‘T’ Space: Opening Celebration for Ensamble Studio with Fast Forward and Marie Howe (July 25, 2020) brings together music, architecture, and poetry in one event. Fast Forward’s musical performance sparked my recent poem, “Dilemma,” in the Winter issue. As I watched Fast Forward tumble across bicycle handlebars, I thought of John Cage, chance, noise, and music. And as I watched Ca’n Terra make a space out of an abandoned stone quarry in Menorca, I thought of transformations on our planet. Finally, in watching and listening to Marie Howe read her poetry, I thought of luminous and precise language. I hope viewing this video gives you as much pleasure as I received. —Arthur Sze
Lately, I’ve been searching for a poetry that can meet my weary attention. Uche Nduka’s Facing You is a collection whose relationship to meaning is abstract, haptic, immediate, associative, and gratifyingly dense all at once. Desire and carnality subsume both his syntax and poetry’s purpose—to plumb experience’s unspoken gaps, to find the phenomena there waiting to bloom. Nduka’s propositions are by turns political and erotic, provocative and punning, as these short, flinty and lushly irreverent poems buzz into focus, linger, flit away. It’s as close to hummingbirds as poetry can be:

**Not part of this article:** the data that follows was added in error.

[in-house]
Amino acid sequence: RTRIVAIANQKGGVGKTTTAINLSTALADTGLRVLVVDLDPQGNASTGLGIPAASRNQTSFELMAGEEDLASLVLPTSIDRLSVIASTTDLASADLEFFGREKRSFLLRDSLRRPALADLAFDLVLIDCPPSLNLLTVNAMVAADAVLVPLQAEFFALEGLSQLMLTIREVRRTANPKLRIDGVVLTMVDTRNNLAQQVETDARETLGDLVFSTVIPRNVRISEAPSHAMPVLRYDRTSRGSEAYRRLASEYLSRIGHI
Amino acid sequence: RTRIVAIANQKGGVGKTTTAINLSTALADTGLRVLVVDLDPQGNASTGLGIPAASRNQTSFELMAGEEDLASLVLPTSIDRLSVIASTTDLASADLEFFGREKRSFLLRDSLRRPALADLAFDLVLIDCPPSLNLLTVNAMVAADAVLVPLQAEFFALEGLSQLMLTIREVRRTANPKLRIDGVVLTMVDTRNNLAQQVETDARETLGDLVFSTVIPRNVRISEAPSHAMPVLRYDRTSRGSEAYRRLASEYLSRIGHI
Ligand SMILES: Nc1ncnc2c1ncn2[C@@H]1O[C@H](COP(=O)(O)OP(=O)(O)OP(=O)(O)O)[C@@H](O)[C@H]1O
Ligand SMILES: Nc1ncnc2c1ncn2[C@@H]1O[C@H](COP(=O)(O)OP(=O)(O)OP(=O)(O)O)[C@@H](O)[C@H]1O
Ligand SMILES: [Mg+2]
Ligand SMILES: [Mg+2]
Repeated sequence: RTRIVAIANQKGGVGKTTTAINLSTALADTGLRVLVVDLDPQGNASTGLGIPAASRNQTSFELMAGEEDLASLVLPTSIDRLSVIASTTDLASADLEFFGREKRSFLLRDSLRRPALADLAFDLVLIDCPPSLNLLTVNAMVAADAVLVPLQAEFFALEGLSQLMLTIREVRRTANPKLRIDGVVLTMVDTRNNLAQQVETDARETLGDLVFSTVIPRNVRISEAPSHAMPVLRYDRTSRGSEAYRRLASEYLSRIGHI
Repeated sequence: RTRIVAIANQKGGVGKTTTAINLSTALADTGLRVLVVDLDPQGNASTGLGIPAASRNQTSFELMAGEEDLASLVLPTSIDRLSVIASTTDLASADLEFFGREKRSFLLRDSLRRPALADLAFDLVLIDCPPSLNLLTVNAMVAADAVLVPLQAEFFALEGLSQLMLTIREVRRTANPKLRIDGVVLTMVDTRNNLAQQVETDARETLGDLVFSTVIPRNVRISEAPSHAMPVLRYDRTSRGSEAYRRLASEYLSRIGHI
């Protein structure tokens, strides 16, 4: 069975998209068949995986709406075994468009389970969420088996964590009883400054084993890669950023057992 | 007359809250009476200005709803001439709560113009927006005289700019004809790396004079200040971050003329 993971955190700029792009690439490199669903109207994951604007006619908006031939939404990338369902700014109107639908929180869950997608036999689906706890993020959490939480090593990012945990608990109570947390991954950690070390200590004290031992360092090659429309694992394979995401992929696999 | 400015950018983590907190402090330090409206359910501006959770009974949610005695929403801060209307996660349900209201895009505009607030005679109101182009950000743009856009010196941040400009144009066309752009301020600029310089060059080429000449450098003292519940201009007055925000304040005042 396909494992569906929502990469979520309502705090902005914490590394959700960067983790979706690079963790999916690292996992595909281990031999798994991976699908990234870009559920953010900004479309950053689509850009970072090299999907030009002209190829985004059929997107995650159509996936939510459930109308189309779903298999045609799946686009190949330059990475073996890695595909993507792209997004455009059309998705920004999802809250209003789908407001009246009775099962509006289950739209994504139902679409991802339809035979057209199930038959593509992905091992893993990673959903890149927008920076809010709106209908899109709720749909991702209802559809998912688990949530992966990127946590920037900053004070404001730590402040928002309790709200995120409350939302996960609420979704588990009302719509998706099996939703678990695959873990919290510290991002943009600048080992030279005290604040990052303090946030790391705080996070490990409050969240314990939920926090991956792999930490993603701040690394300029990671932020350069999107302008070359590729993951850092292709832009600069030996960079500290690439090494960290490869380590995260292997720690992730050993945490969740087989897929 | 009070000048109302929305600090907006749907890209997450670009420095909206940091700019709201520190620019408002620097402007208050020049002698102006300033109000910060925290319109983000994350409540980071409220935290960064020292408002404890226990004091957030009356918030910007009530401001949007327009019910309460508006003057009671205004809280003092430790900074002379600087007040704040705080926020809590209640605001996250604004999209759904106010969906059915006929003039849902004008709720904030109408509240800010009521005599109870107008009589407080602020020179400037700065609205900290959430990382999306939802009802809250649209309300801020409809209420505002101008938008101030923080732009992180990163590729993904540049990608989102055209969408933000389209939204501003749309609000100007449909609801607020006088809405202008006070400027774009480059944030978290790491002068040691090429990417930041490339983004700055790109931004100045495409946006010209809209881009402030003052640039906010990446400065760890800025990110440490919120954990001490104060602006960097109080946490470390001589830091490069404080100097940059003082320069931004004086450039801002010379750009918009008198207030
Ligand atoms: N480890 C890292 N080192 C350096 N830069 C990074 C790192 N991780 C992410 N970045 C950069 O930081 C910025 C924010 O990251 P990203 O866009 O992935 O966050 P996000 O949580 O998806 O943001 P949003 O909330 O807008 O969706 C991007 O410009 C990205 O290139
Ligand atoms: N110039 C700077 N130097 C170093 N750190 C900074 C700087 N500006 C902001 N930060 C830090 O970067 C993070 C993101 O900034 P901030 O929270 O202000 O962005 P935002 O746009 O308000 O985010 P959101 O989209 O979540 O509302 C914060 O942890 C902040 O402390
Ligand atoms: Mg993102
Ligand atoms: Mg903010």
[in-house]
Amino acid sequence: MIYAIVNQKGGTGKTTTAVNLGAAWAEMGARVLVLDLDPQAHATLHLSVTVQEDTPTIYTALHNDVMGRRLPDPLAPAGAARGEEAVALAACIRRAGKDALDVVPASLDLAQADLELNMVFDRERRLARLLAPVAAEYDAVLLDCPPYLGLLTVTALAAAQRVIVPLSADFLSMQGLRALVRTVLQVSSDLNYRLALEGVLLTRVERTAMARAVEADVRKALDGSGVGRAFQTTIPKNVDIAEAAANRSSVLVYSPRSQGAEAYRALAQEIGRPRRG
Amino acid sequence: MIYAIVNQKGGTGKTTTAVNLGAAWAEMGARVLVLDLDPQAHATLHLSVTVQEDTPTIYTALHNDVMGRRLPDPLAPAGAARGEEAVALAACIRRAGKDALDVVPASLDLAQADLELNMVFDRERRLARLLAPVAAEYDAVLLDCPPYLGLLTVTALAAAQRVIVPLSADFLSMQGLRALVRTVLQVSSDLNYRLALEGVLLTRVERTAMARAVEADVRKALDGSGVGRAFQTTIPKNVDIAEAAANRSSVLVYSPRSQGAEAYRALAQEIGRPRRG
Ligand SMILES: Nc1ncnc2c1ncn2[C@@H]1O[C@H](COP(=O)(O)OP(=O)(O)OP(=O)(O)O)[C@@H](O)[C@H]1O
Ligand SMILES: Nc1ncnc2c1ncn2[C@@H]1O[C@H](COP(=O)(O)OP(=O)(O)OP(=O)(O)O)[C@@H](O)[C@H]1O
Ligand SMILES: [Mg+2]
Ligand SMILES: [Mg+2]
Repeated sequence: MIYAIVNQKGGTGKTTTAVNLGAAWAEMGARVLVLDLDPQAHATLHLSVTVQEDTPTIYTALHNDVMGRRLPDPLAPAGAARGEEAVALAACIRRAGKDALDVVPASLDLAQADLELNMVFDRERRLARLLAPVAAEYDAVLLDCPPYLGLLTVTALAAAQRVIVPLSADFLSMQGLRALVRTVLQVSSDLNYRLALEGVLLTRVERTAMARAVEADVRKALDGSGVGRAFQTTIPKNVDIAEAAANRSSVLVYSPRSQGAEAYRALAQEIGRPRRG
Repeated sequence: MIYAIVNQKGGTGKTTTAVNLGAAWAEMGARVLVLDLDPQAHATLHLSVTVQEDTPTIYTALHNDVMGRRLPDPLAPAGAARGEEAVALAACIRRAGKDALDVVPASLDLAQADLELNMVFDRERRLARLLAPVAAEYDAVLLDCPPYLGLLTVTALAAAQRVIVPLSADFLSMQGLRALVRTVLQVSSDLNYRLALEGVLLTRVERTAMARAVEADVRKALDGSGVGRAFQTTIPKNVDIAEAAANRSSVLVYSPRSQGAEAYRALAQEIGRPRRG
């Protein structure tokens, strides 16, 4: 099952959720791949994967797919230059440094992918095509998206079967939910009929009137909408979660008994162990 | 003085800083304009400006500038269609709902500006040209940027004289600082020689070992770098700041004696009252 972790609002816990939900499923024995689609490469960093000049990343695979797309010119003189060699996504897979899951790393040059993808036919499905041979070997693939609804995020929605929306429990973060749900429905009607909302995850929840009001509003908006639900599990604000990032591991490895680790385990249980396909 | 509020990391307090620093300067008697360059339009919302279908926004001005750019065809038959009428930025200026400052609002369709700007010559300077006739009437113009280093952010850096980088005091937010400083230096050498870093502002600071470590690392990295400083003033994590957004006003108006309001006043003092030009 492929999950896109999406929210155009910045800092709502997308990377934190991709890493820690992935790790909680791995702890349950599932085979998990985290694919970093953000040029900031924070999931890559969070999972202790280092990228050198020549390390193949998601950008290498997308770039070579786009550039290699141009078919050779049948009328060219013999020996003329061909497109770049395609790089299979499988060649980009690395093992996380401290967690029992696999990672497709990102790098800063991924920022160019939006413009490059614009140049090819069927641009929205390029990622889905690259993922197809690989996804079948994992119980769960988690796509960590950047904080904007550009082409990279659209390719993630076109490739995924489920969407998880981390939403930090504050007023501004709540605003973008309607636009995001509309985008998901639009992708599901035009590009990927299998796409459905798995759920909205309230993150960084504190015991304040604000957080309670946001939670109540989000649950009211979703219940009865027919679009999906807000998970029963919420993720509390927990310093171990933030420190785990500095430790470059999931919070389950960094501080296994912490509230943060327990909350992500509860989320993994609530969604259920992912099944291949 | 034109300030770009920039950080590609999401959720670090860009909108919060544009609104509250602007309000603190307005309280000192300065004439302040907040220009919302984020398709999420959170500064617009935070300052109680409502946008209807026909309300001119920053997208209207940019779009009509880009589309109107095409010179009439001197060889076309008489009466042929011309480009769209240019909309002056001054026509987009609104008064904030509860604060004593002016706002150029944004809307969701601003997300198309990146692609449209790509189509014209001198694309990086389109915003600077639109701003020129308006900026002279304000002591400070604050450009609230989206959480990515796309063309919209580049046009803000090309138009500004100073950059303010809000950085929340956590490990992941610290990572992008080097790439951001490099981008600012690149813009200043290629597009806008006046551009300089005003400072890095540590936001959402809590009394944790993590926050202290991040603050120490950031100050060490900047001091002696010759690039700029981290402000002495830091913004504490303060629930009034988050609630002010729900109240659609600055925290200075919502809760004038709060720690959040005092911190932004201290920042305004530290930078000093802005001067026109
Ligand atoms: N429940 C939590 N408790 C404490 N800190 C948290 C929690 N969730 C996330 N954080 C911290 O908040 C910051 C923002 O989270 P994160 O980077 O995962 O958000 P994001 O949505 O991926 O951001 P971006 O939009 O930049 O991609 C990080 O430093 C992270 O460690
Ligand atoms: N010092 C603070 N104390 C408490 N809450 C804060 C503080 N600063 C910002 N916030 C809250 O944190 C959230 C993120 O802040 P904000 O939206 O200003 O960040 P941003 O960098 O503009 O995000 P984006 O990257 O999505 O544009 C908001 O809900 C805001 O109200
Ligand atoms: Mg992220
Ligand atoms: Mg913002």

What happens, the tumult asks
when you fall through history?
…Why do I throw parties
in the abyss?
“You make sublimity / hot,” he writes, as the poems skip and languish in their “accounting, decanting / of the triple experience.” I’m relieved to find in this work none of exposition’s encumbrances, just voice, cresting into aphorism, embodied in a series of epigrammatic and sonically juicy cadences. Nduka’s poems prompt as much as they describe: “May it not be your thought alone / that is rebellious,” he imparts. In a season of solitude, Nduka’s work reminds me of the lyric’s double pleasure, belonging to itself and to others, and of its many shared mouths, speaking in compact, evocative language like glimmering beads of sweat. —Alicia Wright